Toolpathing your lawn

Author Ben Mund
September 01, 2009 - 12:00pm

What does CAM software have to do with mowing your lawn? More than you might think. Consider this imaginary story in which a machine shop owner tackles that bane of suburban life.

It was a hotter-than-average summer day when he got back from his shop late one Saturday morning. He’d been doing a little cleaning up and a lot of paperwork, so his mind and body were ready for some rest and recreation.

Courtesy of CNC Software

By cutting grass using a sectioning and swabbing strategy for the mover paths, less effort is exerted.

His lawn, however, had other plans. Neglected for more than a week, it was screaming, “Mow me!”

So the shop owner got out his electric mower and started to make the usual long, overlapping paths back and forth across the slope in front of his house—awkwardly avoiding the tree, getting the cord tangled in the bushes and struggling to make the turn when the cord snapped tight at the end of a loop.

When he finished 2 hours later, his knees were doing the screaming. “You’re not getting any younger,” they said. “Why don’t you hire a lawn service or at least get a riding mower. You own a business, for goodness sakes. You don’t need to be doing this.”

During the next week, he gave a little thought to his knees’ request for relief. He analyzed the problems presented by his lawn just like he would figure out how to attack tough jobs on his CNC equipment.

First of all, he wasn’t going to hire a lawn service or buy a riding mower. Those are expensive and most of the extra cash he’ll make this year is going back into the shop.

But he did need to replace his old mower, so he bought the smallest, highest-rpm model he could find. A small mower costs less than a big clunker, is easy to push and fits into tight spaces to minimize weed whacking—an unwanted secondary operation.

When the time came to mow the lawn again, he had a new plan of attack. Instead of trying to mow across the front of the bushes and flowers and around the big kite-eating tree, he used small looping actions. This cut most of the grass around the tree and shrubbery and left broad areas of lawn completely exposed for unobstructed cutting.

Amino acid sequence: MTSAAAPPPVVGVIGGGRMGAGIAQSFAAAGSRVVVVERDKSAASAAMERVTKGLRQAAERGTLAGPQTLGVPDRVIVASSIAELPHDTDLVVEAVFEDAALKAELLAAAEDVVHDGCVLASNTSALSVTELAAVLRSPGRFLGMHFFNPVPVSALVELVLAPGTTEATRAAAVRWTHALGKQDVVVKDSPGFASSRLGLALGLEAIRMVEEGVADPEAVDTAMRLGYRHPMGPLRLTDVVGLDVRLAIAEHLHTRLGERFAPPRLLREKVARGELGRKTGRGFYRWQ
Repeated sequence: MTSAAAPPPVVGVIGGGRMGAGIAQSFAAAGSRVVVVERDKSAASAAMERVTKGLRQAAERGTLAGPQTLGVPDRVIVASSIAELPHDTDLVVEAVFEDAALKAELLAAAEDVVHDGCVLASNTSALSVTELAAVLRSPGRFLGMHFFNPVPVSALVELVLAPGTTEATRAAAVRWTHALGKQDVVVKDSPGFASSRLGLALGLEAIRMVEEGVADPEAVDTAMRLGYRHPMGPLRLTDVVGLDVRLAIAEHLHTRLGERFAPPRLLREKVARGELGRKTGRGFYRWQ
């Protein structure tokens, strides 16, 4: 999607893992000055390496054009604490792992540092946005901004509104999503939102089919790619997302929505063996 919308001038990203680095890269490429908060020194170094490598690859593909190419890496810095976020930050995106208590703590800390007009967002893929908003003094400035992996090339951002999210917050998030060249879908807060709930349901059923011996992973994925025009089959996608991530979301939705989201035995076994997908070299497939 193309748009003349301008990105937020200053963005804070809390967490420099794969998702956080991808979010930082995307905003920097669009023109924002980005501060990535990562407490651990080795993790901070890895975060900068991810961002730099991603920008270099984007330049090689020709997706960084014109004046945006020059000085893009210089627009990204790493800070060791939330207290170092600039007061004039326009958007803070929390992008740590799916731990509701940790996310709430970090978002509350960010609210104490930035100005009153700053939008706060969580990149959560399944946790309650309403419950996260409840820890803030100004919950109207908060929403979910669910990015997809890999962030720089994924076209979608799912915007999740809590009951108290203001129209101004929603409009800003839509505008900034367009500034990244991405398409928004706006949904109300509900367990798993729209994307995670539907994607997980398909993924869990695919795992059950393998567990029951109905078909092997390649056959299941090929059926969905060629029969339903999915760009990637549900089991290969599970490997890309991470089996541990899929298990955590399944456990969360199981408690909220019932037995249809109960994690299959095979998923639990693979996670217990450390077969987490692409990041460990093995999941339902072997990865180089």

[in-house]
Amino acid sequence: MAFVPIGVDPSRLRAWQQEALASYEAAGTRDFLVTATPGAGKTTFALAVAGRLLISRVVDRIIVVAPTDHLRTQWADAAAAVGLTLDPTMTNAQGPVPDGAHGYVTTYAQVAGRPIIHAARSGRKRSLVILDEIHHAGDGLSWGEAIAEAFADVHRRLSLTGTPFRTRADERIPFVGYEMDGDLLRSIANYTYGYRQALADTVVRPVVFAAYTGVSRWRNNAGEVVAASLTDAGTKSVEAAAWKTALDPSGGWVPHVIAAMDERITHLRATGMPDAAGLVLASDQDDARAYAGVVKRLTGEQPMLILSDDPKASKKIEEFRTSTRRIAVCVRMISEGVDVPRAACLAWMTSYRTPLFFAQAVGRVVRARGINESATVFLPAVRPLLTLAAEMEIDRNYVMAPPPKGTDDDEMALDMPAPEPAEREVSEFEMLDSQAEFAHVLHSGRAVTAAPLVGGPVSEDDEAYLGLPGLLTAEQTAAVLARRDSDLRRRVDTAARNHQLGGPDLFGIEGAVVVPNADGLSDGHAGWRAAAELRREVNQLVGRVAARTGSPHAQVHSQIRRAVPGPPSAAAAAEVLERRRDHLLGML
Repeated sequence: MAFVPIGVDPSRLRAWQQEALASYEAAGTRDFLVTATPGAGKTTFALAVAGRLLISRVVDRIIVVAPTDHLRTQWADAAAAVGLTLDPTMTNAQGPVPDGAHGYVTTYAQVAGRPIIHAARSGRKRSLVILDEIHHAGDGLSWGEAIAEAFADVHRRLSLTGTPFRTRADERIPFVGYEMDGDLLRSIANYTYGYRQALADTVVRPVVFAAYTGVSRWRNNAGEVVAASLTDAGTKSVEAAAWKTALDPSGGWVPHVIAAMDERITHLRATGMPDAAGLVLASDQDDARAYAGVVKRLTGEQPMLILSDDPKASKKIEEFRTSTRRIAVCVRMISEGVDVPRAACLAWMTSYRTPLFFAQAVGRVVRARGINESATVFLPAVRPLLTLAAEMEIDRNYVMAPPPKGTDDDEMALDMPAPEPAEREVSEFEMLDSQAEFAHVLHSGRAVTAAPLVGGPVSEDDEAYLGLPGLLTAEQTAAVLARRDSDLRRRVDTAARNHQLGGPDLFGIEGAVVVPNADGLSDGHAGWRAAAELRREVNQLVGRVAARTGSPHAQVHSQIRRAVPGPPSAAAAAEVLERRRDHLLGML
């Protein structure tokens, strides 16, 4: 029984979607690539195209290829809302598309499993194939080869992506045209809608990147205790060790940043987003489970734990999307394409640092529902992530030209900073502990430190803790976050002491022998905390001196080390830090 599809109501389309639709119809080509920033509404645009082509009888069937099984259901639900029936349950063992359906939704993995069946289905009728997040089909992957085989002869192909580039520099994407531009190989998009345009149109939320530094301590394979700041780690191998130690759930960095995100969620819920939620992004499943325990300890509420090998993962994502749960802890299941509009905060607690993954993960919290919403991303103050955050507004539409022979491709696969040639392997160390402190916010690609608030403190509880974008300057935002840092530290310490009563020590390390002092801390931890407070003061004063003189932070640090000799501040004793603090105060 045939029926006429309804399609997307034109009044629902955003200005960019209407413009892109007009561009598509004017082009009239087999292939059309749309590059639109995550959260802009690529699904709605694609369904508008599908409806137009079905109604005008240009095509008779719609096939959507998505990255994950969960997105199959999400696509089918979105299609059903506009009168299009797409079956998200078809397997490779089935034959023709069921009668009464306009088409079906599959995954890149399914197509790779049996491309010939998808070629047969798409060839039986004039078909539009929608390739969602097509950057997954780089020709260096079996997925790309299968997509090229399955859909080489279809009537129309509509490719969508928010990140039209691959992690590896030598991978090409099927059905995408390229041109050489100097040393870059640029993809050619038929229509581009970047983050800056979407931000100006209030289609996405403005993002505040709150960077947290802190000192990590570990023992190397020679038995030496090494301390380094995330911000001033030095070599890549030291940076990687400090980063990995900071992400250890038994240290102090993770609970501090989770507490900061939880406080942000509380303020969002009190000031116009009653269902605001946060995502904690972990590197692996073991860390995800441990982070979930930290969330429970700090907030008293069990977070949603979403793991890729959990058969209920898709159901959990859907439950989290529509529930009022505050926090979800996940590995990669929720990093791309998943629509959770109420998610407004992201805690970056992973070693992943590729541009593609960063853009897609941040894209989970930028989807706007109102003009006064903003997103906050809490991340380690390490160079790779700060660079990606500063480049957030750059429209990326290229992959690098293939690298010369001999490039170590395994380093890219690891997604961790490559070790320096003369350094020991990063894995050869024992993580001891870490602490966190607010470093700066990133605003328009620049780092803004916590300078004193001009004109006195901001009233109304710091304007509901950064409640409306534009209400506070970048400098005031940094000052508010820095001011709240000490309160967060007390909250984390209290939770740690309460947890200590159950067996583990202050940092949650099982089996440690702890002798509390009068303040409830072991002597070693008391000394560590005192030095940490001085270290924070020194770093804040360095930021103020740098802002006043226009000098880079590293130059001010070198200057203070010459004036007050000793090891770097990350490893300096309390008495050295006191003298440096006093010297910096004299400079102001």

If any neighbors were watching, they must have thought what he did next was weird. Instead of taking long cuts with 50 percent engagement of the mower, he made several fully engaged cuts to break the lawn into small, manageable sections.

Then he invented a new zigzagging mower path that required little walking and no turning, but used the mower almost like a sailor swabbing the deck of a ship. There was no tripping over the cord, no struggling to make turn backs, but there was nearly full engagement of the mower on the forward zig and more than 50 percent engagement on the backward zag—very efficient. Overgrowth gave way to a clean-cut lawn with unprecedented smoothness.

He followed this sectioning and swabbing strategy from one side of the lawn in front of the house to the other, until it was completely trimmed. Then he looked at his watch. The new procedure had also taken 2 hours.

But there were some big differences. He wasn’t sweating, his back didn’t ache and his knees weren’t screaming. He had plenty of energy to take the family to the lake for a swim and a picnic.

One other thing—because he was not putting a huge strain on his body, the rhythms of mowing sent his mind to a dreamlike place instead of the usual black hole of complaining and self pity. In this magical place, the shop owner thought of activities he could do to improve his life and business. Apply smaller tools, which cost less. Use smoother and faster cutting actions. Take the strain off CNC machines so they last longer and require less maintenance. Let the high-speed cutting strategy help do the work. Take more precise cuts to eliminate scrap and costly secondary operations.

By learning to cut smarter, he was making positive change at home on Saturday morning and at the job shop during the workweek. CTE

About the Authors: Ben Mund is marketing manager for CNC Software Inc., Tolland, Conn. For information about the company’s Mastercam CNC software, call (800) 228-2877, visit or enter #340 on the IS form. 

Related Glossary Terms

  • computer numerical control ( CNC)

    computer numerical control ( CNC)

    Microprocessor-based controller dedicated to a machine tool that permits the creation or modification of parts. Programmed numerical control activates the machine’s servos and spindle drives and controls the various machining operations. See DNC, direct numerical control; NC, numerical control.

  • computer-aided manufacturing ( CAM)

    computer-aided manufacturing ( CAM)

    Use of computers to control machining and manufacturing processes.

  • relief


    Space provided behind the cutting edges to prevent rubbing. Sometimes called primary relief. Secondary relief provides additional space behind primary relief. Relief on end teeth is axial relief; relief on side teeth is peripheral relief.

  • turning


    Workpiece is held in a chuck, mounted on a face plate or secured between centers and rotated while a cutting tool, normally a single-point tool, is fed into it along its periphery or across its end or face. Takes the form of straight turning (cutting along the periphery of the workpiece); taper turning (creating a taper); step turning (turning different-size diameters on the same work); chamfering (beveling an edge or shoulder); facing (cutting on an end); turning threads (usually external but can be internal); roughing (high-volume metal removal); and finishing (final light cuts). Performed on lathes, turning centers, chucking machines, automatic screw machines and similar machines.


CNC Software Inc.

Ben Mund is marketing manager for CNC Software Inc., Tolland, Conn. For information about the company’s Mastercam CNC software, call (800) 228-2877, visit